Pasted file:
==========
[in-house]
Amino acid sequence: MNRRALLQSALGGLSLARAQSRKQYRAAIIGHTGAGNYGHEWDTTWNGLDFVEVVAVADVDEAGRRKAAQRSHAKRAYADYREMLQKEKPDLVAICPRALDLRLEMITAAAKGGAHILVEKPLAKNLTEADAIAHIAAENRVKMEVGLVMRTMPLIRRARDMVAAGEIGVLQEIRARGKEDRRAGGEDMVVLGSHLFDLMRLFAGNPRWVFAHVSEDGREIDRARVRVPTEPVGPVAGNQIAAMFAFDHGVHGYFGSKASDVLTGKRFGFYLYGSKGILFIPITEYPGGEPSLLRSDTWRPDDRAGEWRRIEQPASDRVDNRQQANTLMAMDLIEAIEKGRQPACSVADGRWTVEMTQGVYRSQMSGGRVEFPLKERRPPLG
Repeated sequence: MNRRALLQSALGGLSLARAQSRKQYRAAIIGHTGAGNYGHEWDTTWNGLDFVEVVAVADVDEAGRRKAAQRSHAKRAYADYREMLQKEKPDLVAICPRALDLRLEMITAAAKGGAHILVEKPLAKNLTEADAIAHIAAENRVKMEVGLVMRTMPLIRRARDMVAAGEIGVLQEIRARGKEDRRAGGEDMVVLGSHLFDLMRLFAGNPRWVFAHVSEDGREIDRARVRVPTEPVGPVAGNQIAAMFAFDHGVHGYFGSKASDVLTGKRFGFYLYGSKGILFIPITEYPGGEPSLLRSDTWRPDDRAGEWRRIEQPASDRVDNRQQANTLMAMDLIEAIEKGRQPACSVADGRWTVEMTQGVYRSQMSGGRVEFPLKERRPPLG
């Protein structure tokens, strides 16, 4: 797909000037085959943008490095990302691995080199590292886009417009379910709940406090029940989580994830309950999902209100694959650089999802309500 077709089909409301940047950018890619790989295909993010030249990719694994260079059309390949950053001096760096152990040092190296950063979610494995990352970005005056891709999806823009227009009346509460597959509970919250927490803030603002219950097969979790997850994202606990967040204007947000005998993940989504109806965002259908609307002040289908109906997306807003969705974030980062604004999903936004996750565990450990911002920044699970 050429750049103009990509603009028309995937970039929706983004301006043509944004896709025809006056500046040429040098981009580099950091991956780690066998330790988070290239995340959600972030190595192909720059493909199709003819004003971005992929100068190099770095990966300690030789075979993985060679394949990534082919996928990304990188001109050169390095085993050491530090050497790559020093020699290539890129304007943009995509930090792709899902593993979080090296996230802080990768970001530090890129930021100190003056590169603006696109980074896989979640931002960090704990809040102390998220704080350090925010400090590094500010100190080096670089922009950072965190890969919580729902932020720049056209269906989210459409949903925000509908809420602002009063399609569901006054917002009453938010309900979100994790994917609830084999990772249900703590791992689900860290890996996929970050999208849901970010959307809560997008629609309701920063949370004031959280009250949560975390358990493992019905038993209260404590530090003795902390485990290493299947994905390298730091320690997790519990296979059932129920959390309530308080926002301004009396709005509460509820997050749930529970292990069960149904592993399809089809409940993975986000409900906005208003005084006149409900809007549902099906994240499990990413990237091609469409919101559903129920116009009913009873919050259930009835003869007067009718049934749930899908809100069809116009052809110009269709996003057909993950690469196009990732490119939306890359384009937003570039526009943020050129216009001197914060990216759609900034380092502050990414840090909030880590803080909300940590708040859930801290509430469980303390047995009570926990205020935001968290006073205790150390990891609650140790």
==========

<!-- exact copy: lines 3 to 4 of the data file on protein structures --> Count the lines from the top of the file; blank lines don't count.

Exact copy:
Repeated sequence: MNRRALLQSALGGLSLARAQSRKQYRAAIIGHTGAGNYGHEWDTTWNGLDFVEVVAVADVDEAGRRKAAQRSHAKRAYADYREMLQKEKPDLVAICPRALDLRLEMITAAAKGGAHILVEKPLAKNLTEADAIAHIAAENRVKMEVGLVMRTMPLIRRARDMVAAGEIGVLQEIRARGKEDRRAGGEDMVVLGSHLFDLMRLFAGNPRWVFAHVSEDGREIDRARVRVPTEPVGPVAGNQIAAMFAFDHGVHGYFGSKASDVLTGKRFGFYLYGSKGILFIPITEYPGGEPSLLRSDTWRPDDRAGEWRRIEQPASDRVDNRQQANTLMAMDLIEAIEKGRQPACSVADGRWTVEMTQGVYRSQMSGGRVEFPLKERRPPLG
């Protein structure tokens, strides 16, 4: 797909000037085959943008490095990302691995080199590292886009417009379910709940406090029940989580994830309950999902209100694959650089999802309500 077709089909409301940047950018890619790989295909993010030249990719694994260079059309390949950053001096760096152990040092190296950063979610494995990352970005005056891709999806823009227009009346509460597959509970919250927490803030603002219950097969979790997850994202606990967040204007947000005998993940989504109806965002259908609307002040289908109906997306807003969705974030980062604004999903936004996750565990450990911002920044699970 050429750049103009990509603009028309995937970039929706983004301006043509944004896709025809006056500046040429040098981009580099950091991956780690066998330790988070290239995340959600972030190595192909720059493909199709003819004003971005992929100068190099770095990966300690030789075979993985060679394949990534082919996928990304990188001109050169390095085993050491530090050497790559020093020699290539890129304007943009995509930090792709899902593993979080090296996230802080990768970001530090890129930021100190003056590169603006696109980074896989979640931002960090704990809040102390998220704080350090925010400090590094500010100190080096670089922009950072965190890969919580729902932020720049056209269906989210459409949903925000509908809420602002009063399609569901006054917002009453938010309900979100994790994917609830084999990772249900703590791992689900860290890996996929970050999208849901970010959307809560997008629609309701920063949370004031959280009250949560975390358990493992019905038993209260404590530090003795902390485990290493299947994905390298730091320690997790519990296979059932129920959390309530308080926002301004009396709005509460509820997050749930529970292990069960149904592993399809089809409940993975986000409900906005208003005084006149409900809007549902099906994240499990990413990237091609469409919101559903129920116009009913009873919050259930009835003869007067009718049934749930899908809100069809116009052809110009269709996003057909993950690469196009990732490119939306890359384009937003570039526009943020050129216009001197914060990216759609900034380092502050990414840090909030880590803080909300940590708040859930801290509430469980303390047995009570926990205020935001968290006073205790150390990891609650140790």